In some parts of China - and especially in Guangdong Province in southern China - rural communities have retained ownership of much of their land when its use is converted into urban neighbourhoods or industrial zones. In these areas, the rural collectives, rather than disappearing, have converted themselves into property companies and have been re-energised and strengthened as rental income pours into their coffers. The native residents, rather than being relocated, usually remain in the village's old residential area. As beneficiaries of the profits generated by their village collective, they have become a new propertied class, often living in middle-class comfort on their dividends and rents. How this operates - and the major economic and social ramifications - is examined through onsite research in four communities: an industrialised village in the Pearl River delta; an urban neighbourhood in Shenzhen with its own subway station, whose land is still owned and administered by rural collectives; and two villages-in-the-city in Guangzhou's new downtown districts, where fancy housing estates and high-rise office blocks owned by village collectives are springing up alongside newly rebuilt village temples and lineage halls.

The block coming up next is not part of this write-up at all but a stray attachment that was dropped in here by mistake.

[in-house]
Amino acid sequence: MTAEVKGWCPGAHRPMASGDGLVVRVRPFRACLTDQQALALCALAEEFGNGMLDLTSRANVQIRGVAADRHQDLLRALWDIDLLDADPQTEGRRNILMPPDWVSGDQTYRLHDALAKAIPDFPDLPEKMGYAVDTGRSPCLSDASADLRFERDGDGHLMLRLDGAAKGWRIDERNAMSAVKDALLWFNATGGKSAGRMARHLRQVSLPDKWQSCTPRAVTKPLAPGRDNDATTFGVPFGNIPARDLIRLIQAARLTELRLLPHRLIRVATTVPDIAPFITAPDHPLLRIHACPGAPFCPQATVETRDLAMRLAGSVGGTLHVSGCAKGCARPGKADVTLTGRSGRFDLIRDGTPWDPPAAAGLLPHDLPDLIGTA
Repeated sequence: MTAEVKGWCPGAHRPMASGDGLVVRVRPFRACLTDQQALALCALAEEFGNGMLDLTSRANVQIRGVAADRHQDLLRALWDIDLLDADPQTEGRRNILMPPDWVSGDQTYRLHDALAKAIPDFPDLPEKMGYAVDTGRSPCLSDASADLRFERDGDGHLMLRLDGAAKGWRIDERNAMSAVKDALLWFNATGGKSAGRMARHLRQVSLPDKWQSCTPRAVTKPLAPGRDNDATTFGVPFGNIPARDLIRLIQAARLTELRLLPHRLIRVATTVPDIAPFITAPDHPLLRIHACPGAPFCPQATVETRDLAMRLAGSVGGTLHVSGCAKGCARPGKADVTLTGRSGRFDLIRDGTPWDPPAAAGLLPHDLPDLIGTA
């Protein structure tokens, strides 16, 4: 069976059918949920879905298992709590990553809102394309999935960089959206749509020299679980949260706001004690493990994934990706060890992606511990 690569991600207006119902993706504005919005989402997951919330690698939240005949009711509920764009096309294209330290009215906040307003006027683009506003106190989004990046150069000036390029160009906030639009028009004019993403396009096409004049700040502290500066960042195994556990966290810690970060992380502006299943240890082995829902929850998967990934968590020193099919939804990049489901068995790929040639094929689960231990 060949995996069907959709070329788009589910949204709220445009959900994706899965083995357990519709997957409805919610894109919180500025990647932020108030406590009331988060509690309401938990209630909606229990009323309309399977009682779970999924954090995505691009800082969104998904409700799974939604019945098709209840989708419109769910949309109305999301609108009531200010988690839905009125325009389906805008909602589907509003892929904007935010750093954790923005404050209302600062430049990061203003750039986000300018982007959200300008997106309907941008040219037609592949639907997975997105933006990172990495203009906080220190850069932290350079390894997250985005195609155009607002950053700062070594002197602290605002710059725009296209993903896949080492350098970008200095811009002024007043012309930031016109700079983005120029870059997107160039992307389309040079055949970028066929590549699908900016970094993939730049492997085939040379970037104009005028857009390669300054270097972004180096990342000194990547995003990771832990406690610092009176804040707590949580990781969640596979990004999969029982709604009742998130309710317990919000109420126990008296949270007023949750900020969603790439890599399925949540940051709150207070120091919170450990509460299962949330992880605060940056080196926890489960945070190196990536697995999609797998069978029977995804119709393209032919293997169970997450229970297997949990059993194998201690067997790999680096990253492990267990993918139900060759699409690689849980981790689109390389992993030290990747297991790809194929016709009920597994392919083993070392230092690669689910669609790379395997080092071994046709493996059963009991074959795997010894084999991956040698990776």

Scopus Subject Areas
- Cultural Studies
- Geography, Planning and Development
- Political Science and International Relations
- Land retention
- Village collectives